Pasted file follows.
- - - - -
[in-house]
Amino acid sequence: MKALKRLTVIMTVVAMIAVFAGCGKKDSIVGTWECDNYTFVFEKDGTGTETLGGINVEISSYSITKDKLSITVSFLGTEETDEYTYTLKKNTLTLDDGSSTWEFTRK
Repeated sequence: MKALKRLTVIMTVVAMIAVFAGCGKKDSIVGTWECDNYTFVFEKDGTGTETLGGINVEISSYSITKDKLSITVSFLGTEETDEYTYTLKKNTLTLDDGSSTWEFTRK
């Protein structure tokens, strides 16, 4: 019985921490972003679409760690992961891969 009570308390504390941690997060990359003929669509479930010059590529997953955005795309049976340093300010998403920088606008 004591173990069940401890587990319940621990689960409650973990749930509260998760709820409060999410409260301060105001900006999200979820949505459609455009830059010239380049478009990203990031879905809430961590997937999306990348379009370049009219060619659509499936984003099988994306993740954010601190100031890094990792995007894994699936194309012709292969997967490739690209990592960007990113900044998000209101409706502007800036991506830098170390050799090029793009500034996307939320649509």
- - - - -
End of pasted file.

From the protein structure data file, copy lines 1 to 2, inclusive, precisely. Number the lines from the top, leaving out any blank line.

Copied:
[in-house]
Amino acid sequence: MKALKRLTVIMTVVAMIAVFAGCGKKDSIVGTWECDNYTFVFEKDGTGTETLGGINVEISSYSITKDKLSITVSFLGTEETDEYTYTLKKNTLTLDDGSSTWEFTRK